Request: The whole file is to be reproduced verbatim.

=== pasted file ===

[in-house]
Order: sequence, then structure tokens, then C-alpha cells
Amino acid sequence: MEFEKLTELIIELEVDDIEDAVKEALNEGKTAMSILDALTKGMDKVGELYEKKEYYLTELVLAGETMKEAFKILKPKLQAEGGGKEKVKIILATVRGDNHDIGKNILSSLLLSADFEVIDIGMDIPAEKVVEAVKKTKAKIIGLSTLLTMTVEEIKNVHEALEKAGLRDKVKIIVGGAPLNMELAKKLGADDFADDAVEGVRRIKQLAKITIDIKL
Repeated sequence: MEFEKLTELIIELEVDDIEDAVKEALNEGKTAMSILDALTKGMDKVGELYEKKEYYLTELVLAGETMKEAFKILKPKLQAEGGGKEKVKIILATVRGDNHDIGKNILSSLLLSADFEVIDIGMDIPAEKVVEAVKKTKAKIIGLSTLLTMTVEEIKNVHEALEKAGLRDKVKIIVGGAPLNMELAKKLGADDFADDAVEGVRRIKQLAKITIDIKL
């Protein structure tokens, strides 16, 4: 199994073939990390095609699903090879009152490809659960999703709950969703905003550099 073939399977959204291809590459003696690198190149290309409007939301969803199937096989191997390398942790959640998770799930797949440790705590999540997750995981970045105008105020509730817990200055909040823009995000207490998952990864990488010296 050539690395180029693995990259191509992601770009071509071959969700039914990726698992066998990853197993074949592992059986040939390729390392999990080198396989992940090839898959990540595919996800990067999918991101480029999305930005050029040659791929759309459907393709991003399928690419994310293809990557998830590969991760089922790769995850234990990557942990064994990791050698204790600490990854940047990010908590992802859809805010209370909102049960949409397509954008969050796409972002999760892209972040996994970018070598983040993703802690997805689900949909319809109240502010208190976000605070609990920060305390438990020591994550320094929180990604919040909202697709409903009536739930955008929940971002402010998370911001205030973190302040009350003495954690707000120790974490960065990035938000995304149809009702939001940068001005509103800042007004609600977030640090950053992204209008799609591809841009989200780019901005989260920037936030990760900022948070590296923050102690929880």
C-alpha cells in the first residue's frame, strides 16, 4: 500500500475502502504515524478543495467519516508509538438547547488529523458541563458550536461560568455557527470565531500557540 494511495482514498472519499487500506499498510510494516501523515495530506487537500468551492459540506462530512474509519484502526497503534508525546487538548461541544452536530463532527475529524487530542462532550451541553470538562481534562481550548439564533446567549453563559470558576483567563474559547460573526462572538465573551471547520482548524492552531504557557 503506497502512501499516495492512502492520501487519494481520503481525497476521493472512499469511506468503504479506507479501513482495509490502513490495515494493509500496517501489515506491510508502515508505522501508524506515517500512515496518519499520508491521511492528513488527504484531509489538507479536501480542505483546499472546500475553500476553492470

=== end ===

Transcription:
[in-house]
Order: sequence, then structure tokens, then C-alpha cells
Amino acid sequence: MEFEKLTELIIELEVDDIEDAVKEALNEGKTAMSILDALTKGMDKVGELYEKKEYYLTELVLAGETMKEAFKILKPKLQAEGGGKEKVKIILATVRGDNHDIGKNILSSLLLSADFEVIDIGMDIPAEKVVEAVKKTKAKIIGLSTLLTMTVEEIKNVHEALEKAGLRDKVKIIVGGAPLNMELAKKLGADDFADDAVEGVRRIKQLAKITIDIKL
Repeated sequence: MEFEKLTELIIELEVDDIEDAVKEALNEGKTAMSILDALTKGMDKVGELYEKKEYYLTELVLAGETMKEAFKILKPKLQAEGGGKEKVKIILATVRGDNHDIGKNILSSLLLSADFEVIDIGMDIPAEKVVEAVKKTKAKIIGLSTLLTMTVEEIKNVHEALEKAGLRDKVKIIVGGAPLNMELAKKLGADDFADDAVEGVRRIKQLAKITIDIKL
């Protein structure tokens, strides 16, 4: 199994073939990390095609699903090879009152490809659960999703709950969703905003550099 073939399977959204291809590459003696690198190149290309409007939301969803199937096989191997390398942790959640998770799930797949440790705590999540997750995981970045105008105020509730817990200055909040823009995000207490998952990864990488010296 050539690395180029693995990259191509992601770009071509071959969700039914990726698992066998990853197993074949592992059986040939390729390392999990080198396989992940090839898959990540595919996800990067999918991101480029999305930005050029040659791929759309459907393709991003399928690419994310293809990557998830590969991760089922790769995850234990990557942990064994990791050698204790600490990854940047990010908590992802859809805010209370909102049960949409397509954008969050796409972002999760892209972040996994970018070598983040993703802690997805689900949909319809109240502010208190976000605070609990920060305390438990020591994550320094929180990604919040909202697709409903009536739930955008929940971002402010998370911001205030973190302040009350003495954690707000120790974490960065990035938000995304149809009702939001940068001005509103800042007004609600977030640090950053992204209008799609591809841009989200780019901005989260920037936030990760900022948070590296923050102690929880």
C-alpha cells in the first residue's frame, strides 16, 4: 500500500475502502504515524478543495467519516508509538438547547488529523458541563458550536461560568455557527470565531500557540 494511495482514498472519499487500506499498510510494516501523515495530506487537500468551492459540506462530512474509519484502526497503534508525546487538548461541544452536530463532527475529524487530542462532550451541553470538562481534562481550548439564533446567549453563559470558576483567563474559547460573526462572538465573551471547520482548524492552531504557557 503506497502512501499516495492512502492520501487519494481520503481525497476521493472512499469511506468503504479506507479501513482495509490502513490495515494493509500496517501489515506491510508502515508505522501508524506515517500512515496518519499520508491521511492528513488527504484531509489538507479536501480542505483546499472546500475553500476553492470